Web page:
Predictions Of U.S.-Israel Tensions Premature, Ambassador Says


Sallai Meridor, Israel’s outgoing ambassador to the U.S., says those who predict a troubled relationship between the Obama administration and a likely Netanyahu government should “reserve judgment and learn from history.”

In an interview on Tuesday at the Israeli Consulate in New York, the 54-year-old diplomat pointed out that prime ministers perceived as right-wing oppositionists have an impressive track record on the peace front. He cited the fact that Menachem Begin signed a peace deal with Egypt, Yitzhak Shamir led Israel to the Madrid peace conference and Netanyahu made a deal with Yasir Arafat at Wye River.
He emphasized that the U.S.-Israel relationship is “strong, meaningful and deep” on every level.
Asked how Israel would respond if Hamas and the Palestinian Authority agree to
govern jointly on the West Bank and in Gaza, he said the “real challenge is finding an Arab interlocutor willing to compromise” and live in peace with Israel.

So far Hamas has refused to back down from its chartered pledge to destroy Israel and PA president Mahmoud Abbas lacks the clout, if not will, to reach an agreement with Jerusalem.
“There is no sign that Hamas is about to change,” Meridor said, “and if there is an agreement [between Hamas and the PA], it would jeopardize the chance for peace and that would be a tragedy.”
If the price for “an immediate calm within the Palestinian population is giving up on the Palestinian future and peace with Israel, this would be a negative development.”

But Meridor stressed that the real danger is neither Hamas in Gaza nor Hezbollah in Lebanon, but rather “the wave of extremist fundamentalism generated by the mullahs in Iran, acting as an octopus with its tentacles in different places.”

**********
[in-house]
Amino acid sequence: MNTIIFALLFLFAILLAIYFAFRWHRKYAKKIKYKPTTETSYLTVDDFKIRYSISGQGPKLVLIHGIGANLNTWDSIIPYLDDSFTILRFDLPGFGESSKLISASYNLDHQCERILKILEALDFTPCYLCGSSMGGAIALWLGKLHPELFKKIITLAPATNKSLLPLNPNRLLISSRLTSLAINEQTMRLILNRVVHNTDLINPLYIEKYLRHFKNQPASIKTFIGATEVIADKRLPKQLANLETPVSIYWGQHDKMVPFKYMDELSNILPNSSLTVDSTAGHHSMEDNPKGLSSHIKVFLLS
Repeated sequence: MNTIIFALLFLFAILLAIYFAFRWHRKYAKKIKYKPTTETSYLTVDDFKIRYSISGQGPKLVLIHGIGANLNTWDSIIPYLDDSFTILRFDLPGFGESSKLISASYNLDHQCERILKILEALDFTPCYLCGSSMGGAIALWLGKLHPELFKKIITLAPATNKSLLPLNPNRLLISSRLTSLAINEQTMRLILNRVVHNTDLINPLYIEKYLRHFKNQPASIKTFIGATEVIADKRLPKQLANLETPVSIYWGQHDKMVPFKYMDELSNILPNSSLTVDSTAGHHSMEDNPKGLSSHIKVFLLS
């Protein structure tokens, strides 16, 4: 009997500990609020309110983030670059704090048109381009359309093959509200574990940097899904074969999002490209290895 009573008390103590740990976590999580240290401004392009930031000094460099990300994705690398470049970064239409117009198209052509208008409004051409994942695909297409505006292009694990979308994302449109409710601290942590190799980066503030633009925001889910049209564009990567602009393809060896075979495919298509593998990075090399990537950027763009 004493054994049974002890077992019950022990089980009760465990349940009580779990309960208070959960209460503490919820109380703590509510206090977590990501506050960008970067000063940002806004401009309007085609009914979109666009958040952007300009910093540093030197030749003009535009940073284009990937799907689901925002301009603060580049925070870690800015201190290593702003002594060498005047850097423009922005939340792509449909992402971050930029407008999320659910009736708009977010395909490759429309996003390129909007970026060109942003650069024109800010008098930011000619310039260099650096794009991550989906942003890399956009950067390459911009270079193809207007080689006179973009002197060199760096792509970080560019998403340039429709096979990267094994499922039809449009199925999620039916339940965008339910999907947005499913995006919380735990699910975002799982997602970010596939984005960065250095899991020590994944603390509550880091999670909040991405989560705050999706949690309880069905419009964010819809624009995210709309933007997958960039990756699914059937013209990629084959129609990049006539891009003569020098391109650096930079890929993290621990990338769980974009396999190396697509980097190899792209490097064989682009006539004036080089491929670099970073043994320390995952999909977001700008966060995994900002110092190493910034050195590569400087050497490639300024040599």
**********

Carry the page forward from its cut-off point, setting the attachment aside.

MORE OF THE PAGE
He called for world leaders to “step up” and address the increasingly ominous prospect of a nuclear Iran before it is too late.

“This is the defining moment,” he asserted, adding that Iran may “still be susceptible to political and economic pressure,” while noting that “no option should be taken off the table.”
If the world does not act boldly now, he said, “the very ability to maintain world order will be severely threatened, and we may have no answer to the next generation.”

Meridor has been on the job “two years and four months,” and expects to serve about another two months, he said, sounding like he is counting the days.
He announced his plans to step down last week, based on the fact that he was appointed by Prime Minister Ehud Olmert and believes the incoming prime minister should choose the next envoy to the U.S. upon entering the office.

The former chairman of the Jewish Agency for Israel said he does not intend to return to that post, which is vacant now that Zev Bielski will be a member of Knesset.

Insiders suggest that Zalman Shoval, 78, who has served twice as Israeli ambassador to the U.S. and is a confidant of Netanyahu, will take the Washington post for about a year while Ron Dermer, a young Miami Beach native who is a close adviser to Netanyahu, gains experience in the prime minister’s office and then succeeds the veteran diplomat.